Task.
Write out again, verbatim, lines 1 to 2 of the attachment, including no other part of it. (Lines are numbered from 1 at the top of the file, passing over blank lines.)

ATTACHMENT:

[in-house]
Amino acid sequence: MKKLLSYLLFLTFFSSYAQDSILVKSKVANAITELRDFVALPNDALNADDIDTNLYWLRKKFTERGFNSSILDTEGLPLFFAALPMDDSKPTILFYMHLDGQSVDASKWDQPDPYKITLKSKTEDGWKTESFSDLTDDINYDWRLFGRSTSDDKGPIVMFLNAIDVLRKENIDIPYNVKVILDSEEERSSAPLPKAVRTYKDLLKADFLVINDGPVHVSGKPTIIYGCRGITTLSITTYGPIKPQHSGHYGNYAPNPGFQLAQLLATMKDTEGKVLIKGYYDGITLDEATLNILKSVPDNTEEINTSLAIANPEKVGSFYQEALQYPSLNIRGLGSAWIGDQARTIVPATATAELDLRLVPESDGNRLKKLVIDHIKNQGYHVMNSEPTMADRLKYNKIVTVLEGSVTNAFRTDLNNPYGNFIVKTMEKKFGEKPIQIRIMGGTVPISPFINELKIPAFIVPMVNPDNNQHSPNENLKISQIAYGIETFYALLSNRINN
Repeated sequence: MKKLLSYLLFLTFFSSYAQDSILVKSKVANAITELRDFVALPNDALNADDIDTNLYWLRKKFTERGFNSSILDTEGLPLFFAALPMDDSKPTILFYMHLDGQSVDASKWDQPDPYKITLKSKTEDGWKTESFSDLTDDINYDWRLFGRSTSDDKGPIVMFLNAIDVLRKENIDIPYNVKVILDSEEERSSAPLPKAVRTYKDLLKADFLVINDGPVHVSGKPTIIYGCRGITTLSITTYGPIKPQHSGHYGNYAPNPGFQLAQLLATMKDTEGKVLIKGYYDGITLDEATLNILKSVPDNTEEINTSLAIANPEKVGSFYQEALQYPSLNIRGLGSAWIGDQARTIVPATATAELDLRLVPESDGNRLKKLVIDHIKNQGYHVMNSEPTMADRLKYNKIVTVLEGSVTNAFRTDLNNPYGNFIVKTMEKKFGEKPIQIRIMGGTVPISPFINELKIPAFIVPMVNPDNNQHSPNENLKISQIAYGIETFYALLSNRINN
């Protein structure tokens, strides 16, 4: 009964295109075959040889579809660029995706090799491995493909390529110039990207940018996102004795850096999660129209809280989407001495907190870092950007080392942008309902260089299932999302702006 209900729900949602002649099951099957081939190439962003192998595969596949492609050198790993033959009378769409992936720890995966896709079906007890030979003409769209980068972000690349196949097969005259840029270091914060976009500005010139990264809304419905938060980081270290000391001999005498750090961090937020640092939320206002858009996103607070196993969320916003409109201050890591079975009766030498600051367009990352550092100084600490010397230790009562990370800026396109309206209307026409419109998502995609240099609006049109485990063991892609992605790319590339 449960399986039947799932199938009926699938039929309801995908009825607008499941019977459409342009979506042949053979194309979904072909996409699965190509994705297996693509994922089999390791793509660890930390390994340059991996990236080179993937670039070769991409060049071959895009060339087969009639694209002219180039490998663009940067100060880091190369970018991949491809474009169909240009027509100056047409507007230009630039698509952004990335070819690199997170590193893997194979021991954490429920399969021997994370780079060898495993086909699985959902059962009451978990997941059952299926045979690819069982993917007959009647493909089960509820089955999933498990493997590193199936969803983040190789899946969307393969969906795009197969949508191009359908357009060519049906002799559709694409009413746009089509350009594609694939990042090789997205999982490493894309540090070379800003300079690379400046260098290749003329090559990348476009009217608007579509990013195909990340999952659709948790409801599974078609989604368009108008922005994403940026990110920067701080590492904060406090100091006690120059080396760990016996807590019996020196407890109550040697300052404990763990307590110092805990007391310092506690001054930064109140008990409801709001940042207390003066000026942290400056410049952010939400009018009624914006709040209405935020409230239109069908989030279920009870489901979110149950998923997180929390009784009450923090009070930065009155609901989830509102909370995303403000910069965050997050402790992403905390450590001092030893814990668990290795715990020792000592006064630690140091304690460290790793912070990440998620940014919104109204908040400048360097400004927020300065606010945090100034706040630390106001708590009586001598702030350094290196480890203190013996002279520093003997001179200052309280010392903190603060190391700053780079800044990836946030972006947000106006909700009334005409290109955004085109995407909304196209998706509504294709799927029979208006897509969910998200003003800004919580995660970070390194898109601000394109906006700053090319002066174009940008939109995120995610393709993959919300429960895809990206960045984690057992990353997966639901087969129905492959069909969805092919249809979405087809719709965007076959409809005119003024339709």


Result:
[in-house]
Amino acid sequence: MKKLLSYLLFLTFFSSYAQDSILVKSKVANAITELRDFVALPNDALNADDIDTNLYWLRKKFTERGFNSSILDTEGLPLFFAALPMDDSKPTILFYMHLDGQSVDASKWDQPDPYKITLKSKTEDGWKTESFSDLTDDINYDWRLFGRSTSDDKGPIVMFLNAIDVLRKENIDIPYNVKVILDSEEERSSAPLPKAVRTYKDLLKADFLVINDGPVHVSGKPTIIYGCRGITTLSITTYGPIKPQHSGHYGNYAPNPGFQLAQLLATMKDTEGKVLIKGYYDGITLDEATLNILKSVPDNTEEINTSLAIANPEKVGSFYQEALQYPSLNIRGLGSAWIGDQARTIVPATATAELDLRLVPESDGNRLKKLVIDHIKNQGYHVMNSEPTMADRLKYNKIVTVLEGSVTNAFRTDLNNPYGNFIVKTMEKKFGEKPIQIRIMGGTVPISPFINELKIPAFIVPMVNPDNNQHSPNENLKISQIAYGIETFYALLSNRINN